Weight loss is a hot topic, and there are many opinions about what works and what does not work. This current trend in how to achieve weight loss is not limited to popular media, but it is also being actively studied from many different angles in the realm of research.
In a new study, “Effects of Aerobic Training, Resistance Training, or Both on Percentage Body Fat and Cardiometabolic Risk Markers in Obese Adolescents,” the authors attempted to discern what type of training, or combination of training achieved the greatest results in lowering total body fat and risk for diseases related to obesity in teenagers from 14-18 years old.
This study compared four groups, one having completed only resistance 22 weeks, one having completed aerobic training for 22 weeks, one group completing a combined resistance training and aerobic training exercise regimen for 22 weeks, and one control group who did not change their exercise habits.RELATED: RECOMMENDED PLANS FOR YOU
All three groups who completed exercise training showed decreases in body fat mass.
This study also showed that participants in the combined aerobic and resistance training group achieved the greatest changes in decreasing body fat mass and lowering BMI.
Research has shown that exercise plays a major role in regulating body mass and decreasing risk for cardiometabolic diseases such as heart disease, diabetes, and stroke. Although research supports the use of resistance training for more effective weight loss through decreasing fat mass, aerobic training also has many benefits.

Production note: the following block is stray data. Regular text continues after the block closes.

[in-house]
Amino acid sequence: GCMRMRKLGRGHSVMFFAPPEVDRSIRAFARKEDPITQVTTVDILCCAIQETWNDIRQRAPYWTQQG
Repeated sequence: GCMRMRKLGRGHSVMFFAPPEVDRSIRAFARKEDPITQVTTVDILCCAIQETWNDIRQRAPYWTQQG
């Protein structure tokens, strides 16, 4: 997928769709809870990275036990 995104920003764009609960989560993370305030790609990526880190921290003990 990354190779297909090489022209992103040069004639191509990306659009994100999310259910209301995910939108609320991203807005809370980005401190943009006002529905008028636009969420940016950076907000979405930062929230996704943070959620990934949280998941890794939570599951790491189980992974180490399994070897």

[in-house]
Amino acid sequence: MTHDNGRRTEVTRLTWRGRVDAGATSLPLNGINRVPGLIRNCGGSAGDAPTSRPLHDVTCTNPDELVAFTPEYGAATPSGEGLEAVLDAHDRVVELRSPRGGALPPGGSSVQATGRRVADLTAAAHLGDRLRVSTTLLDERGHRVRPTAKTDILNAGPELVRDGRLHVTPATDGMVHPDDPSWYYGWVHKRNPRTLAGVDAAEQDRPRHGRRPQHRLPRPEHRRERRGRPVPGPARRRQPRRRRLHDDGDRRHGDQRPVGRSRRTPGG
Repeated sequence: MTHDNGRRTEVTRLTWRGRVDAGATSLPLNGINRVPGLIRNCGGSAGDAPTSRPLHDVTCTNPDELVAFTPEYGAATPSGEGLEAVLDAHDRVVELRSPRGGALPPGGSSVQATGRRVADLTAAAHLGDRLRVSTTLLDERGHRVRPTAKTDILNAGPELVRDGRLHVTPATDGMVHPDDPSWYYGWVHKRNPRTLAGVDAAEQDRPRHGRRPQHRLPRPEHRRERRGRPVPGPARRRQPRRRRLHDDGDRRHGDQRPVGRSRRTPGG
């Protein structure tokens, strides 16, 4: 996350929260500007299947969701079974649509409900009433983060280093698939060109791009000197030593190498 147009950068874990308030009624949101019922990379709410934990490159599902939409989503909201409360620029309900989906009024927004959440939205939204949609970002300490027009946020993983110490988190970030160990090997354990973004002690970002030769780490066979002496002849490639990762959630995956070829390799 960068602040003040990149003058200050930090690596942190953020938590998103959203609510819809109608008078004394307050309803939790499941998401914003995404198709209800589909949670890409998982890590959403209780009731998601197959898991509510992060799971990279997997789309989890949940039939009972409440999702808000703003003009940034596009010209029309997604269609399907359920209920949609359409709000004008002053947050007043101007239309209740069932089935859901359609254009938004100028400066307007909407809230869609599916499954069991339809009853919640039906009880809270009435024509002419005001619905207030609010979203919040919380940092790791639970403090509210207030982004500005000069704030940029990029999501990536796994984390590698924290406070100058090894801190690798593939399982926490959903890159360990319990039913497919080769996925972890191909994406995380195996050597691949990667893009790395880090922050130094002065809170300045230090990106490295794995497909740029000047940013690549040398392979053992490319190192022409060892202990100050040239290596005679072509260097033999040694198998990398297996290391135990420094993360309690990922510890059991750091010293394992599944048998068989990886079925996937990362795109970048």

Resistance training works to decrease fat mass, thereby decreasing total body mass by creating a caloric deficit greater than that of aerobic training.
Heavy and intense resistance training for thirty minutes a day will not only burn more calories in that single thirty minute window than will aerobic training, but it will also cause an increase in calorie burn through a stimulated metabolism over the course of the day. This effect is much less pronounced or even non-existent with aerobic training alone.
Aerobic training, however, is also beneficial by stimulating other metabolic pathways that may not be stimulated through resistance training. Aerobic training is more endurance based and requires the ability to maintain exercise for longer durations than resistance training.
By combining aerobic training and resistance training, an individual can achieve weight loss through a reduction in fat mass and also increase lean body mass.
If seeking to decrease fat mass through a combined exercise program, resistance exercises should be completed first in order to avoid the fatiguing effects of aerobic training on resistance exercise.
By avoiding the fatigue, more weight can be lifted, achieving a greater calorie burn both then and throughout the day. By adding aerobic training to that after the resistance training is complete will increase the calorie burn and stimulate more blood flow to the tissues, while sufficiently fatiguing them.
As always, diet is a key component of any exercise regimen and should also be considered. In a previous article, the amount of protein needed to achieve weight loss without exceeding healthy limits was explored.
Research has shown that increasing the amount of protein consumed, while decreasing carbohydrate consumption is very beneficial in decreasing fat mass while increasing or maintaining lean mass.
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Before beginning any new diet or exercise program, it is important to discuss your plans with your physician.